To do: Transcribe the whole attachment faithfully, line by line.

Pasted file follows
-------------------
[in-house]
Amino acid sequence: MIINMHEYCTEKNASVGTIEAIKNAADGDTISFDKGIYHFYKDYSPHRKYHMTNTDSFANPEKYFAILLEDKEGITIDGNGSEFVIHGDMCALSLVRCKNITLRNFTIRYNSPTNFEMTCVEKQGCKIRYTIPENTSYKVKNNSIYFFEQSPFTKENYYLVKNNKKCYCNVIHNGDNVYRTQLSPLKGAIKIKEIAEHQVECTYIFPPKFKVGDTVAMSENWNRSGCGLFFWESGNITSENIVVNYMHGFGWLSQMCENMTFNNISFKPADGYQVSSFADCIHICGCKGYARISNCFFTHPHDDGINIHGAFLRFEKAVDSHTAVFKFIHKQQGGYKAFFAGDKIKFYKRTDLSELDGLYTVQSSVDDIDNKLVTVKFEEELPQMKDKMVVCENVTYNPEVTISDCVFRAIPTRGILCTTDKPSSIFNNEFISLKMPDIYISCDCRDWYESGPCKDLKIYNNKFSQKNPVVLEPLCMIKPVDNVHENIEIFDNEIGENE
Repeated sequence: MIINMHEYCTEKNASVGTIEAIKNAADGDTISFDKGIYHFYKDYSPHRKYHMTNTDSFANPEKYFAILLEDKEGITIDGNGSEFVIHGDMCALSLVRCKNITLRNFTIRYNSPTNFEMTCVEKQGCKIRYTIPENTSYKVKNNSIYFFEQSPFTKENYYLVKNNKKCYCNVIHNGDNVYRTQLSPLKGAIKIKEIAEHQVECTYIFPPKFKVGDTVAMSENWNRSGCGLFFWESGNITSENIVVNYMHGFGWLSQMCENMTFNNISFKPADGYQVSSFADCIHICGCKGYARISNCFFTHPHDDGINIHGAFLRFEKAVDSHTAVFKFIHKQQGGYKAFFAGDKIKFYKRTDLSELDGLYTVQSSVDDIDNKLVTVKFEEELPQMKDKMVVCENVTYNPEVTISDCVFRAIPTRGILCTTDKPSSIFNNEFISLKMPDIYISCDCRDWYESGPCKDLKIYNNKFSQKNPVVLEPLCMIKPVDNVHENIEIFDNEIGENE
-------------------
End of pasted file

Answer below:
[in-house]
Amino acid sequence: MIINMHEYCTEKNASVGTIEAIKNAADGDTISFDKGIYHFYKDYSPHRKYHMTNTDSFANPEKYFAILLEDKEGITIDGNGSEFVIHGDMCALSLVRCKNITLRNFTIRYNSPTNFEMTCVEKQGCKIRYTIPENTSYKVKNNSIYFFEQSPFTKENYYLVKNNKKCYCNVIHNGDNVYRTQLSPLKGAIKIKEIAEHQVECTYIFPPKFKVGDTVAMSENWNRSGCGLFFWESGNITSENIVVNYMHGFGWLSQMCENMTFNNISFKPADGYQVSSFADCIHICGCKGYARISNCFFTHPHDDGINIHGAFLRFEKAVDSHTAVFKFIHKQQGGYKAFFAGDKIKFYKRTDLSELDGLYTVQSSVDDIDNKLVTVKFEEELPQMKDKMVVCENVTYNPEVTISDCVFRAIPTRGILCTTDKPSSIFNNEFISLKMPDIYISCDCRDWYESGPCKDLKIYNNKFSQKNPVVLEPLCMIKPVDNVHENIEIFDNEIGENE
Repeated sequence: MIINMHEYCTEKNASVGTIEAIKNAADGDTISFDKGIYHFYKDYSPHRKYHMTNTDSFANPEKYFAILLEDKEGITIDGNGSEFVIHGDMCALSLVRCKNITLRNFTIRYNSPTNFEMTCVEKQGCKIRYTIPENTSYKVKNNSIYFFEQSPFTKENYYLVKNNKKCYCNVIHNGDNVYRTQLSPLKGAIKIKEIAEHQVECTYIFPPKFKVGDTVAMSENWNRSGCGLFFWESGNITSENIVVNYMHGFGWLSQMCENMTFNNISFKPADGYQVSSFADCIHICGCKGYARISNCFFTHPHDDGINIHGAFLRFEKAVDSHTAVFKFIHKQQGGYKAFFAGDKIKFYKRTDLSELDGLYTVQSSVDDIDNKLVTVKFEEELPQMKDKMVVCENVTYNPEVTISDCVFRAIPTRGILCTTDKPSSIFNNEFISLKMPDIYISCDCRDWYESGPCKDLKIYNNKFSQKNPVVLEPLCMIKPVDNVHENIEIFDNEIGENE